The Gorkhaland Territorial Administration is finally in place, a little more than a year after West Bengal Chief Minister Mamata Banerjee took the initiative and got the GTA agreement signed. It marks the fulfilment of one of her key electoral promises in the face of some scepticism over whether it was a feasible target. The GTA, with Bimal Gurung of the Gorkha Janmukti Morcha as its chief executive, has even got from the Central government Rs. 200 crore at the outset for development activity. Logically speaking, the Darjeeling region should now be able to put behind it the period of turmoil. But it has to be seen how far, and for how long, the GJM would be able to resist any pressures to bring back the pitch for ‘Gorkhaland.’ The sagacity and maturity that the GJM is able to muster is what will decide the developmental future of the region, which faces a multitude of woes. These include power and water shortages, inadequate infrastructure development and lack of employment avenues. These are some of the sectors in which the Subhas Ghising-led Gorkha National Liberation Front let down the region during its 23-year-long reign from 1988. The GNLF used divisive slogans as leveraging points to strike bargains for itself — and was finally hoist with its own petard. It is to be hoped that under the GJM, the autonomous administrative body would not go down the same slippery path. If the GJM is still secretly nursing the dream of a separate state, and is only keeping the demand on the backburner until it is politically opportune to revive it, that will be bad news.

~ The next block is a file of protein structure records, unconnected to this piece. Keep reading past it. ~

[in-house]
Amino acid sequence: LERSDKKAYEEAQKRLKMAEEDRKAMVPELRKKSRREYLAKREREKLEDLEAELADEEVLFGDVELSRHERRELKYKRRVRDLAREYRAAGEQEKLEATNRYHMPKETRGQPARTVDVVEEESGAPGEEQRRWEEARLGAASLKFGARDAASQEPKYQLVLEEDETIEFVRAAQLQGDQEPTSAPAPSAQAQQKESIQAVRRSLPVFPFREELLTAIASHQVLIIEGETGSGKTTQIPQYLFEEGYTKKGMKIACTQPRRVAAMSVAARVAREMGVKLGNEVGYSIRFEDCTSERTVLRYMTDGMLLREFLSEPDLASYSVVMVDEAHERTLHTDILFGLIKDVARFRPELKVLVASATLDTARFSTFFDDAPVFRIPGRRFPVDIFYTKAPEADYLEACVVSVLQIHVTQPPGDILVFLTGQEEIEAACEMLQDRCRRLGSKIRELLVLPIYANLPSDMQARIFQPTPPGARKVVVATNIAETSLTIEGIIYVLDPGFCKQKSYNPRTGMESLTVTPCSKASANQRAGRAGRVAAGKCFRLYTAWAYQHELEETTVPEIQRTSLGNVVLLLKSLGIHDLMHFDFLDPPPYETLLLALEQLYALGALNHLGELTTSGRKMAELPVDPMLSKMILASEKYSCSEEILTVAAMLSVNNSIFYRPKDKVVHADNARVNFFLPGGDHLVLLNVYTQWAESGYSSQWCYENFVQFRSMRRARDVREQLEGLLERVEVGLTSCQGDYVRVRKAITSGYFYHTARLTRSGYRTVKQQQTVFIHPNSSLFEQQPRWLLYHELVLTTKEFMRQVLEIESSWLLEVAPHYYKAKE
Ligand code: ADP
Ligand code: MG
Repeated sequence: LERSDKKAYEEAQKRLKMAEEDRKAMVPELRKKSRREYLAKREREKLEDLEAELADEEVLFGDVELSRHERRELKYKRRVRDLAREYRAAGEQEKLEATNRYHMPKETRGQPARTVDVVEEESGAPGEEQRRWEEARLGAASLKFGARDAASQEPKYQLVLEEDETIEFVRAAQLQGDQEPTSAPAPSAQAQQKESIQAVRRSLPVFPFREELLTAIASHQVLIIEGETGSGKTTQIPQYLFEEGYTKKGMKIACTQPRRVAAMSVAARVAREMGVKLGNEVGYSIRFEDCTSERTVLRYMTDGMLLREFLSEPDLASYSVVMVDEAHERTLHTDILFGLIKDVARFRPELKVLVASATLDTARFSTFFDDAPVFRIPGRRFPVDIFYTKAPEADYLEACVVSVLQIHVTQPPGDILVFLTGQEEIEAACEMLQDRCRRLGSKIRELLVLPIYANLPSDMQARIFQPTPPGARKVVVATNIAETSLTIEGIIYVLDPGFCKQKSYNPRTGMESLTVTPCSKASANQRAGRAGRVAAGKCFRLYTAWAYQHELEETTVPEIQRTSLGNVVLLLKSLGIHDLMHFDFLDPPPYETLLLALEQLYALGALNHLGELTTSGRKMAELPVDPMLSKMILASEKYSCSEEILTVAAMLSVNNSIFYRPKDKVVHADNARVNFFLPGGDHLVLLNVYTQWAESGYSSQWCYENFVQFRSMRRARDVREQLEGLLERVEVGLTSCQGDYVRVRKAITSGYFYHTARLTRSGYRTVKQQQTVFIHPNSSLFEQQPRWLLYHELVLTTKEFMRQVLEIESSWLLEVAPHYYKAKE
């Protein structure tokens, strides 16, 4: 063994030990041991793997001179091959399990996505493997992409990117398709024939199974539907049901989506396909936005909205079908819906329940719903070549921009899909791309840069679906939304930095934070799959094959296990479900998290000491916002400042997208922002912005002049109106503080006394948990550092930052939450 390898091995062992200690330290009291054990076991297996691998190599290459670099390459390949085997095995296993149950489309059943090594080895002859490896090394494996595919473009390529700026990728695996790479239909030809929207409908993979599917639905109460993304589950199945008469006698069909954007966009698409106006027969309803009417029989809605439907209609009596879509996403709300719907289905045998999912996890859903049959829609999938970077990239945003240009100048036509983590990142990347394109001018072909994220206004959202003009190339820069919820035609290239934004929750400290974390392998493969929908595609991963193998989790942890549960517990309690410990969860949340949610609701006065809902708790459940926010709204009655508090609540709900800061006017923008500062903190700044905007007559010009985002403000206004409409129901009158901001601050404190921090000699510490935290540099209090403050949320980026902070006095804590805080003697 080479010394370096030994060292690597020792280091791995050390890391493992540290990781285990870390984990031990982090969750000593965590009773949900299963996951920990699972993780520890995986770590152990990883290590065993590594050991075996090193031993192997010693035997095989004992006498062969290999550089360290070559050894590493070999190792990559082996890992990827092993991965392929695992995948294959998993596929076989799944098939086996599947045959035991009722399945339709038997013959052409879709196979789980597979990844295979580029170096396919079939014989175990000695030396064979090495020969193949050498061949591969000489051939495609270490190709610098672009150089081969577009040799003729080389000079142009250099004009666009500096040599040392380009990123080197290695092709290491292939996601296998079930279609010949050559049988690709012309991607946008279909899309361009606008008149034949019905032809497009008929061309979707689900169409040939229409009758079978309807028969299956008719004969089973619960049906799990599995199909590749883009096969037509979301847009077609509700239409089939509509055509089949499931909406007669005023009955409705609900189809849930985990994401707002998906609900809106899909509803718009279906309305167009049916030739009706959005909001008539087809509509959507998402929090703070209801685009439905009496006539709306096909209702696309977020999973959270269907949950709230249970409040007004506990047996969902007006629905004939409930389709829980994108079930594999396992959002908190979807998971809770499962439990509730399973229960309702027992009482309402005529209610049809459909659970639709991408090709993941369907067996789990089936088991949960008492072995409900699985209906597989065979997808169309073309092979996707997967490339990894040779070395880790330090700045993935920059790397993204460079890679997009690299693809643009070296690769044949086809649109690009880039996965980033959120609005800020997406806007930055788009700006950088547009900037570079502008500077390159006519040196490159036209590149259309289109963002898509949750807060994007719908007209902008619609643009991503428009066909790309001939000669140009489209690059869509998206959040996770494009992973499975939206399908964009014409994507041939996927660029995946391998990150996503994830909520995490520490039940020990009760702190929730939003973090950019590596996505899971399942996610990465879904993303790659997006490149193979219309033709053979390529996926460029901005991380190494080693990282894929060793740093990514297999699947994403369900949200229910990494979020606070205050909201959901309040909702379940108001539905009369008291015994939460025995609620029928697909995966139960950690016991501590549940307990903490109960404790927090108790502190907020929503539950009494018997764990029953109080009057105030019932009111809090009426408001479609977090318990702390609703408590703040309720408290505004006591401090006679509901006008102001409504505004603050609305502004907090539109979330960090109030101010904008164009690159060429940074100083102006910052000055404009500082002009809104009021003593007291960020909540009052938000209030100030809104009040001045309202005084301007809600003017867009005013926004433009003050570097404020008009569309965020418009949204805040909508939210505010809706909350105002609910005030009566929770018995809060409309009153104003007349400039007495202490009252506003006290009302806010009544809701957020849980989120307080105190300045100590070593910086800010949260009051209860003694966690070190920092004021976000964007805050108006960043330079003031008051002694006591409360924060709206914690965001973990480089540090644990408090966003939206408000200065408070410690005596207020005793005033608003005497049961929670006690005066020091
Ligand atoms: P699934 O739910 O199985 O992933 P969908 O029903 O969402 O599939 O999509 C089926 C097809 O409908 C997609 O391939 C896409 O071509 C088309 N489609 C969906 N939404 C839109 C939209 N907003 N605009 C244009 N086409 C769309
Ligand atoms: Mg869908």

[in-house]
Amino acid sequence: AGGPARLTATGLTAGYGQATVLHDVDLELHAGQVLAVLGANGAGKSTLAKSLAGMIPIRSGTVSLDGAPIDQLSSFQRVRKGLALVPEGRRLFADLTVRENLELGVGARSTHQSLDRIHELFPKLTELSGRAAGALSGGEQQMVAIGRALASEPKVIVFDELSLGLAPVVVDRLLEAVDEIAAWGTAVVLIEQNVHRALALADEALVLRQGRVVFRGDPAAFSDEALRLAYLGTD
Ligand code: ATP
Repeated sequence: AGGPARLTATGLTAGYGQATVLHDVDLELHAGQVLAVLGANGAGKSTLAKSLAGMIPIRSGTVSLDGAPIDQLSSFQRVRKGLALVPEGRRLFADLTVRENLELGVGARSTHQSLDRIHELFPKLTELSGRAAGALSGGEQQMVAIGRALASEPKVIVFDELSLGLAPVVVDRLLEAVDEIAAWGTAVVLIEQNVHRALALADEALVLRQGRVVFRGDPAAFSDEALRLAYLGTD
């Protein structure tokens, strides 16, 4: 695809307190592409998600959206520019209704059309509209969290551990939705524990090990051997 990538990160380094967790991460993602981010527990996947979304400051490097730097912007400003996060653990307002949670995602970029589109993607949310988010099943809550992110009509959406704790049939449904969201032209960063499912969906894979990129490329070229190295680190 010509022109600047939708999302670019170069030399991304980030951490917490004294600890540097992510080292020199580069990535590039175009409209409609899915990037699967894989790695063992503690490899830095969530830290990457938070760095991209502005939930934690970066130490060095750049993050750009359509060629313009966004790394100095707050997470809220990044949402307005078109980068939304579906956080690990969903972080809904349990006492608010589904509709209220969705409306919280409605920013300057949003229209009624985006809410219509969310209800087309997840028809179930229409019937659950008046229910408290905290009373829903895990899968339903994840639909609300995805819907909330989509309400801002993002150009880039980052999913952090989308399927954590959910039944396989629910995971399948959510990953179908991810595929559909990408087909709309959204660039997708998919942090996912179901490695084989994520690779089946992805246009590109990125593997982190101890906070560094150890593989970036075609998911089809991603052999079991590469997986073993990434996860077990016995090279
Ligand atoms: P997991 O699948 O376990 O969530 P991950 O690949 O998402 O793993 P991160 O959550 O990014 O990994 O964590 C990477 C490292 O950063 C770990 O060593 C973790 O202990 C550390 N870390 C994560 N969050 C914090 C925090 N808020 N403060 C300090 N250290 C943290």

The territorial delineation of the GTA remains to be fixed, and the question of bringing the tribal areas within its jurisdiction hangs fire. A majority of residents in Siliguri and parts of the Dooars and Terai regions on the plains of north Bengal have not come to terms with moves to attach them to the GTA. As the Fact-Verification Committee appointed by the State government to review the recommendations of the Shyamal Sen Committee works its way through this tricky thicket, it needs to be ensured that more feathers are not ruffled than have been smoothened out. “We’re happy that finally Darjeeling is going to have a direction to peace and development,” said Ms Banerjee at the August 4 function where GTA members took their oath. For a region that has suffered from neglect and is poor in infrastructure despite its enormous potential, enlightened administration is essential. All stakeholders — including the political parties and the West Bengal and Central governments — must ensure that the people of the Darjeeling hills are not cheated out of their right to development.